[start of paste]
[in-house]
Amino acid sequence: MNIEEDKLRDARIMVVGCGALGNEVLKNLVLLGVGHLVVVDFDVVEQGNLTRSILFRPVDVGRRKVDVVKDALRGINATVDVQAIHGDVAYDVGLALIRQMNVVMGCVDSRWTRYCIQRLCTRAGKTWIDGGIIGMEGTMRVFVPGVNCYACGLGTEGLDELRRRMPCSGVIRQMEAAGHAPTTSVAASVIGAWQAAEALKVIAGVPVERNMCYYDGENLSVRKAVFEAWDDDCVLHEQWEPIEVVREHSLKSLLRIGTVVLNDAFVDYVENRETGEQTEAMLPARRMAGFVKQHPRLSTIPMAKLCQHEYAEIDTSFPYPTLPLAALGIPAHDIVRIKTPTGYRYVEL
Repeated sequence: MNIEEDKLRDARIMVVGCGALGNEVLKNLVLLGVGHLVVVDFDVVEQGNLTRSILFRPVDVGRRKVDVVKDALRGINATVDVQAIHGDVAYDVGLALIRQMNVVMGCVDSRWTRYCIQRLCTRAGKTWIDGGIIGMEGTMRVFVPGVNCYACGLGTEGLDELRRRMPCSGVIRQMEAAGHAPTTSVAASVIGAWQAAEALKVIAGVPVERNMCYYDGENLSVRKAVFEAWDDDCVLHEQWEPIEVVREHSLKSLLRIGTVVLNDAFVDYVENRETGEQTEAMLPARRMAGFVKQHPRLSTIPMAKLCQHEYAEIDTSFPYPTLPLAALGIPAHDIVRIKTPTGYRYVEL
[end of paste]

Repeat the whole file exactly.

[in-house]
Amino acid sequence: MNIEEDKLRDARIMVVGCGALGNEVLKNLVLLGVGHLVVVDFDVVEQGNLTRSILFRPVDVGRRKVDVVKDALRGINATVDVQAIHGDVAYDVGLALIRQMNVVMGCVDSRWTRYCIQRLCTRAGKTWIDGGIIGMEGTMRVFVPGVNCYACGLGTEGLDELRRRMPCSGVIRQMEAAGHAPTTSVAASVIGAWQAAEALKVIAGVPVERNMCYYDGENLSVRKAVFEAWDDDCVLHEQWEPIEVVREHSLKSLLRIGTVVLNDAFVDYVENRETGEQTEAMLPARRMAGFVKQHPRLSTIPMAKLCQHEYAEIDTSFPYPTLPLAALGIPAHDIVRIKTPTGYRYVEL
Repeated sequence: MNIEEDKLRDARIMVVGCGALGNEVLKNLVLLGVGHLVVVDFDVVEQGNLTRSILFRPVDVGRRKVDVVKDALRGINATVDVQAIHGDVAYDVGLALIRQMNVVMGCVDSRWTRYCIQRLCTRAGKTWIDGGIIGMEGTMRVFVPGVNCYACGLGTEGLDELRRRMPCSGVIRQMEAAGHAPTTSVAASVIGAWQAAEALKVIAGVPVERNMCYYDGENLSVRKAVFEAWDDDCVLHEQWEPIEVVREHSLKSLLRIGTVVLNDAFVDYVENRETGEQTEAMLPARRMAGFVKQHPRLSTIPMAKLCQHEYAEIDTSFPYPTLPLAALGIPAHDIVRIKTPTGYRYVEL